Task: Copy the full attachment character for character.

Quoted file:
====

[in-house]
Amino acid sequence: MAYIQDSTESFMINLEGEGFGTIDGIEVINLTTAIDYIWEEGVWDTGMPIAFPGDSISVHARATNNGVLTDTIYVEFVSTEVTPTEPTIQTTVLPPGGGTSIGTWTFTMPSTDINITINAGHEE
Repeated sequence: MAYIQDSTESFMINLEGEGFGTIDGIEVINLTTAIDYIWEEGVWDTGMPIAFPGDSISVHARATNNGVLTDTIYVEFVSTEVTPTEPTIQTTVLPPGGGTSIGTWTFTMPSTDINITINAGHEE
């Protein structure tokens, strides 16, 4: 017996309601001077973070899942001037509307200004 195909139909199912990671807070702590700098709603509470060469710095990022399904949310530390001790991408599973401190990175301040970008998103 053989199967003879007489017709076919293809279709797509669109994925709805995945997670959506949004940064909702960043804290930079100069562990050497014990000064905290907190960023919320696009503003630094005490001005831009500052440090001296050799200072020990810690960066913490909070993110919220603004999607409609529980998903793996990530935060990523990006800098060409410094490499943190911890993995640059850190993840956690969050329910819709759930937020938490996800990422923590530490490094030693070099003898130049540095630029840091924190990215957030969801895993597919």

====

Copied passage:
[in-house]
Amino acid sequence: MAYIQDSTESFMINLEGEGFGTIDGIEVINLTTAIDYIWEEGVWDTGMPIAFPGDSISVHARATNNGVLTDTIYVEFVSTEVTPTEPTIQTTVLPPGGGTSIGTWTFTMPSTDINITINAGHEE
Repeated sequence: MAYIQDSTESFMINLEGEGFGTIDGIEVINLTTAIDYIWEEGVWDTGMPIAFPGDSISVHARATNNGVLTDTIYVEFVSTEVTPTEPTIQTTVLPPGGGTSIGTWTFTMPSTDINITINAGHEE
């Protein structure tokens, strides 16, 4: 017996309601001077973070899942001037509307200004 195909139909199912990671807070702590700098709603509470060469710095990022399904949310530390001790991408599973401190990175301040970008998103 053989199967003879007489017709076919293809279709797509669109994925709805995945997670959506949004940064909702960043804290930079100069562990050497014990000064905290907190960023919320696009503003630094005490001005831009500052440090001296050799200072020990810690960066913490909070993110919220603004999607409609529980998903793996990530935060990523990006800098060409410094490499943190911890993995640059850190993840956690969050329910819709759930937020938490996800990422923590530490490094030693070099003898130049540095630029840091924190990215957030969801895993597919």